I told her that I had been doing a lot of reading about how her brain works. That she inherited the way her brain works from her father. I had been pointing out to her recently that she has inherited different things about her body from different people. Her eyes are blue like Grandma's, she has freckles like me, and she processes things and reacts to things the way she does because her brain is more like her father's. She has inherited her father's same ways of thinking, reacting to stress and to loud noise, his coordination for things like putting on socks.. his love of predictability and how it makes him makes feel safe. For instance, I like the novelty of choosing where to eat after church, and he stresses out if we don't always go to the same place because it brings him comfort and stability. I told her it took some real hard thinking for me to understand why her father felt that way because it didn't make any sense to me at all. That the sameness would be boring and limiting, because that's how my brain thinks.
I told her that the books I had been reading had helped me understand how to help her work through her meltdown, that it would not help if I demanded that the meltdown stop, and that she was having a meltdown because of her perspective on the situation. I needed to see her perspective, not just mine.
I asked her if she remembered the test she recently took with Dr. H., and that that she and her father, and many other people, have brains that process the same way hers does. I mentioned to her that she has a friend with Dyslexia. Her friend's mom is learning more about how to teach her because there is a name for her reading difference and processing of words and numbers. I told Ella that she has processing and reacting difference called Aspergers Syndrome, and that about 1 in 150 kids have Aspergers Syndrome or another one of the Autism Spectrum disorders. That she is in good company. I said that I knew there were kids at her school that have Aspergers or Autism also.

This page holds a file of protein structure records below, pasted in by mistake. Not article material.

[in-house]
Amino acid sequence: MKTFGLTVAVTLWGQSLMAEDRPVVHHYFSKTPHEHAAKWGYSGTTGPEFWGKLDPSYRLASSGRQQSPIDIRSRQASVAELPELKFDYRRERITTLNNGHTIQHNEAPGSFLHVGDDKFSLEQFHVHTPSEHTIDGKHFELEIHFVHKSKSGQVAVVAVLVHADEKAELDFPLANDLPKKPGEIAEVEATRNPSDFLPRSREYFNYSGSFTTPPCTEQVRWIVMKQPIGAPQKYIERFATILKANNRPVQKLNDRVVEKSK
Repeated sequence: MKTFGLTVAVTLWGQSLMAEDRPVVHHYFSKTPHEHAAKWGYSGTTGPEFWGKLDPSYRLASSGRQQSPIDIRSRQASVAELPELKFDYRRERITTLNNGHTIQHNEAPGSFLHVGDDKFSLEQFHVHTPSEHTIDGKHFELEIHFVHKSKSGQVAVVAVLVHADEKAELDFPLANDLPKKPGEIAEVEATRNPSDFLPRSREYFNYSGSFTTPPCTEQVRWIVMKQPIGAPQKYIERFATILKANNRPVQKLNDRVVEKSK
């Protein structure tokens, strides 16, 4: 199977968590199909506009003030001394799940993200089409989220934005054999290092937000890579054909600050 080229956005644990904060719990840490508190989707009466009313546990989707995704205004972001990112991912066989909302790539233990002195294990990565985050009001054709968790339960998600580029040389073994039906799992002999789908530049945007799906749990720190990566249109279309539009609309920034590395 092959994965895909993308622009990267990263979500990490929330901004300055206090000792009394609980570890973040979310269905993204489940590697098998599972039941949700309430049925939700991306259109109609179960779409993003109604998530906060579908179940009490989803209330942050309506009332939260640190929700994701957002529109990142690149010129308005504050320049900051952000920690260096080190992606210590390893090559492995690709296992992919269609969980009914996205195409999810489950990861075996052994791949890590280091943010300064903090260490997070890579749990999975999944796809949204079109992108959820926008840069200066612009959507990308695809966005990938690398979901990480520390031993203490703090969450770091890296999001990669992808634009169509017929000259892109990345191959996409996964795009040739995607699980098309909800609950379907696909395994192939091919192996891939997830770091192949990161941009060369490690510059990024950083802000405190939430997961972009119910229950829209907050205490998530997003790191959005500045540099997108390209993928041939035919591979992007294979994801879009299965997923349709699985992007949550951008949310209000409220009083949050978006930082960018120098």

She said she didn't have any questions about it when I asked her, but that she was glad that I could read about it. I told her that it was helping me be a better mom and a better wife since her father has it too.
It was a lot to take in. I'm not surprised that she didn't have any questions. But I had never seen her feel so misunderstood and rejected, and she seemed more aware than usual that she was different from people around her, so it seemed like a good time to have this discussion.
She gave me a piece of good news too:
Late last week, Makayla played a trick on her and Ella felt embarrassed when Makayla and her friend laughed at her for her reaction. Ella talked to her friend Abigail, and the bully and her friend got angry because Ella told Abigail what they did. Abigail went to them and told them that they were mean to trick Ella. She told Ella that she would stick by her all through school. Abigail and another girl named Heather have been Ella's school friends this year, and I thought it was sweet to hear that Abigail stood up for her and promised to be her friend and help protect her from bullies. She said that it made her feel safe that Abigail talked to the bullies without her asking, too.
I have found several children's books about Asperger's and Autism, and wanted to get one, but wanted to tell Ella about her diagnosis first. I will review the one I decide on soon.
Thanks for listening. I am so glad to have you supporting me whether by responding to my posts or just taking the time to read and think about us!